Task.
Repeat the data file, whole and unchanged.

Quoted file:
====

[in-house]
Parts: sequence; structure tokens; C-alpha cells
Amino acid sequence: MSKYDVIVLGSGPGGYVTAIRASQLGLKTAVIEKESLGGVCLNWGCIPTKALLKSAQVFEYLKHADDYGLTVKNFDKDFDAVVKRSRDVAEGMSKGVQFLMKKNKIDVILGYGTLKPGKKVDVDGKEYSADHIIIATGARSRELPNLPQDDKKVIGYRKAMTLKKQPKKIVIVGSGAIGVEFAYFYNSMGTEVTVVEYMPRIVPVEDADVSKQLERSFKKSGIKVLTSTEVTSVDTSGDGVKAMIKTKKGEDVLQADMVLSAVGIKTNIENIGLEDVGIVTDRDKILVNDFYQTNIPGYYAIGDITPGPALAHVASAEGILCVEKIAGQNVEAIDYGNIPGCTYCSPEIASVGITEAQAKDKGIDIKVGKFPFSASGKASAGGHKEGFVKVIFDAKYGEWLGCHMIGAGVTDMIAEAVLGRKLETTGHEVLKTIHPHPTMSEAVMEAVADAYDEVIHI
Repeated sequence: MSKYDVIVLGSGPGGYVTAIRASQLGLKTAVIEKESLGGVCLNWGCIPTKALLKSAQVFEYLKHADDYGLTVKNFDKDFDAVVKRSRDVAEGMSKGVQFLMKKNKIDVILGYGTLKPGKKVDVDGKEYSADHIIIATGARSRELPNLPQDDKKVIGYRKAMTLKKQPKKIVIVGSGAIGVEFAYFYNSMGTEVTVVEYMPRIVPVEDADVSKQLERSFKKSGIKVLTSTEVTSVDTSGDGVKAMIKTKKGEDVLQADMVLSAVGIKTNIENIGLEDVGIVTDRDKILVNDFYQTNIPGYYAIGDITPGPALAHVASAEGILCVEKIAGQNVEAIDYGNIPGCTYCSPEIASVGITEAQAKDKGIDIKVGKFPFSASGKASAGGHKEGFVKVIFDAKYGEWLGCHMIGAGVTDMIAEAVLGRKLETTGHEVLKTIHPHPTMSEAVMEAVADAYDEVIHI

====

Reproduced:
[in-house]
Parts: sequence; structure tokens; C-alpha cells
Amino acid sequence: MSKYDVIVLGSGPGGYVTAIRASQLGLKTAVIEKESLGGVCLNWGCIPTKALLKSAQVFEYLKHADDYGLTVKNFDKDFDAVVKRSRDVAEGMSKGVQFLMKKNKIDVILGYGTLKPGKKVDVDGKEYSADHIIIATGARSRELPNLPQDDKKVIGYRKAMTLKKQPKKIVIVGSGAIGVEFAYFYNSMGTEVTVVEYMPRIVPVEDADVSKQLERSFKKSGIKVLTSTEVTSVDTSGDGVKAMIKTKKGEDVLQADMVLSAVGIKTNIENIGLEDVGIVTDRDKILVNDFYQTNIPGYYAIGDITPGPALAHVASAEGILCVEKIAGQNVEAIDYGNIPGCTYCSPEIASVGITEAQAKDKGIDIKVGKFPFSASGKASAGGHKEGFVKVIFDAKYGEWLGCHMIGAGVTDMIAEAVLGRKLETTGHEVLKTIHPHPTMSEAVMEAVADAYDEVIHI
Repeated sequence: MSKYDVIVLGSGPGGYVTAIRASQLGLKTAVIEKESLGGVCLNWGCIPTKALLKSAQVFEYLKHADDYGLTVKNFDKDFDAVVKRSRDVAEGMSKGVQFLMKKNKIDVILGYGTLKPGKKVDVDGKEYSADHIIIATGARSRELPNLPQDDKKVIGYRKAMTLKKQPKKIVIVGSGAIGVEFAYFYNSMGTEVTVVEYMPRIVPVEDADVSKQLERSFKKSGIKVLTSTEVTSVDTSGDGVKAMIKTKKGEDVLQADMVLSAVGIKTNIENIGLEDVGIVTDRDKILVNDFYQTNIPGYYAIGDITPGPALAHVASAEGILCVEKIAGQNVEAIDYGNIPGCTYCSPEIASVGITEAQAKDKGIDIKVGKFPFSASGKASAGGHKEGFVKVIFDAKYGEWLGCHMIGAGVTDMIAEAVLGRKLETTGHEVLKTIHPHPTMSEAVMEAVADAYDEVIHI